Devices and tools are becoming more connected. The whole workplace environment is becoming cognitive. Among the biggest trends is letting employees use their own devices, which are connected to the company’s tools. An employee’s own device becomes the main point of interaction throughout the day – now the company can provide a lot of information and tools to that particular person.
Messaging tools are definitely popular – whether it’s Slack, Yammer, HipChat, or Microsoft Teams, the trend is toward integrated and ubiquitous solutions allowing communication across platforms and devices – whether it’s their personal mobile phone, company computer or kiosk-style interactive screen.
GL: Are you seeing cognitive computing enhancing employee communications yet?
NR: Data integration across systems helps make software more contextually helpful, enabling employees to be more efficient. For example, if the system knows you have a meeting in a different building, it can send you a push notification to your device to suggest when to leave. You get notified at an appropriate time based on the calculated travel time – which is much better than the basic 15 minute reminder. Or if you’re in a certain building and it’s your friend’s birthday, our system can suggest that you stop by their desk when you have a gap in your calendar to wish them a happy birthday.
These smart connections and contextual notifications nudge people into making smarter decisions.
GL: Could you give me a couple of examples of organisations that in your view are communicating well with their employees?
NR: VISA is doing a good job in managing internal communications at global and local level. They have an advanced content strategy – lots of topics, including employee recognition, internal events, company, and regional news. So, they have set up a global digital network to easily facilitate communications in their lobbies, break rooms, and different areas on each floor at each campus. A global manager supervises all the content for consistency. At the same time, the local managers in each office ensure communications are relevant to their audience.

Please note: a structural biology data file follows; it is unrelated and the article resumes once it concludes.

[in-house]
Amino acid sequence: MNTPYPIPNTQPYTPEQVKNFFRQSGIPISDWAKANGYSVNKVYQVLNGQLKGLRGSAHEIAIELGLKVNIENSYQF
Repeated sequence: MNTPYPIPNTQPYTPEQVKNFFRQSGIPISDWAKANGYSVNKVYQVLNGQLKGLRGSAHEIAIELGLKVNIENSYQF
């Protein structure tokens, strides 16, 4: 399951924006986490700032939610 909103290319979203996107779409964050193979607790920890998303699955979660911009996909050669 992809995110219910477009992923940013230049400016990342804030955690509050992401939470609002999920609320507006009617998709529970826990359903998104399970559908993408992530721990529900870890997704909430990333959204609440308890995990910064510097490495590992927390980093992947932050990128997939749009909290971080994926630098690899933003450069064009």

In fact, VISA focuses a lot of attention on audience segmentation. So for example, when the offices in California are having a big internal event they really push it hard on their communication platform locally, while the global communications stay at a higher level, focusing on brand initiatives, industry, and corporate news.
IBM, on the other hand, is good at using employee generated content. The company has a global solution center that manages all the activity on external social media. Many IBM departments use different social media accounts. For example, their Design group are very active on Instagram. Not surprisingly they have large lobby media walls – by using a hashtag at an event, employees can tag a picture on Instagram or Twitter and within 30 seconds those images are on the big screens for everybody to see. Then the communications systems can pull in those pieces of media and integrate them into mobile apps or other communication platforms that employees are using internally.
GL: Thinking of your survey, do you have any final thoughts??
NR: The internal comms survey is anonymous. We ask participants to be as honest as possible when sharing their feelings on how their companies are doing in internal communications. Some people don’t like to be too negative or overly positive, but this is an anonymous survey and the aggregated results will provide a good snapshot of how the internal comms function is doing across the world. I hope the results will help comms teams consider their own practices, and think about what could be improved.